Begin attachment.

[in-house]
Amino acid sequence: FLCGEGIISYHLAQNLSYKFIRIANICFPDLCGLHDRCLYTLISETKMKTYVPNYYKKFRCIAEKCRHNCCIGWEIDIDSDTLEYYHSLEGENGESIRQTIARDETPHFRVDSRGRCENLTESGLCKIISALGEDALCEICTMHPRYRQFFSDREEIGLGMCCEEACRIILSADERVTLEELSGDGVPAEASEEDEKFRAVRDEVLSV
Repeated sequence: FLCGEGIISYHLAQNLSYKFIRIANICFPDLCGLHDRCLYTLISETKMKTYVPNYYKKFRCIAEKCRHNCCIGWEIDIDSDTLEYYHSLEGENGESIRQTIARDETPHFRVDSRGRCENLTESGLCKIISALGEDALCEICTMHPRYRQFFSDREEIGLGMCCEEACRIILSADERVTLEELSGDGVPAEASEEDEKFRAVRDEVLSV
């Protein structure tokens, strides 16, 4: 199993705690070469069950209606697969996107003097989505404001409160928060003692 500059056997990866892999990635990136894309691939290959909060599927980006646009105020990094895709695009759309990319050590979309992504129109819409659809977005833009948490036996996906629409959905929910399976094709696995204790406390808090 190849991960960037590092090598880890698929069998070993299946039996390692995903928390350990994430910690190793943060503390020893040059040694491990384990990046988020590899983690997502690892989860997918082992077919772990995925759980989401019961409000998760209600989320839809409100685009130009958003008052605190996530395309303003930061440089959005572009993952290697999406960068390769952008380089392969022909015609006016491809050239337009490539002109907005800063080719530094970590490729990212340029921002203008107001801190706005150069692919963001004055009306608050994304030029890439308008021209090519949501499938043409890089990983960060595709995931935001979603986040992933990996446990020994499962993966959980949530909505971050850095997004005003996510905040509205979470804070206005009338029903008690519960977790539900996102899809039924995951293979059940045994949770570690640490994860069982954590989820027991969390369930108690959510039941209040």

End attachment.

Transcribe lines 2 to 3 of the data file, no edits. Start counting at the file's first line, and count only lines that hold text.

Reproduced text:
Amino acid sequence: FLCGEGIISYHLAQNLSYKFIRIANICFPDLCGLHDRCLYTLISETKMKTYVPNYYKKFRCIAEKCRHNCCIGWEIDIDSDTLEYYHSLEGENGESIRQTIARDETPHFRVDSRGRCENLTESGLCKIISALGEDALCEICTMHPRYRQFFSDREEIGLGMCCEEACRIILSADERVTLEELSGDGVPAEASEEDEKFRAVRDEVLSV
Repeated sequence: FLCGEGIISYHLAQNLSYKFIRIANICFPDLCGLHDRCLYTLISETKMKTYVPNYYKKFRCIAEKCRHNCCIGWEIDIDSDTLEYYHSLEGENGESIRQTIARDETPHFRVDSRGRCENLTESGLCKIISALGEDALCEICTMHPRYRQFFSDREEIGLGMCCEEACRIILSADERVTLEELSGDGVPAEASEEDEKFRAVRDEVLSV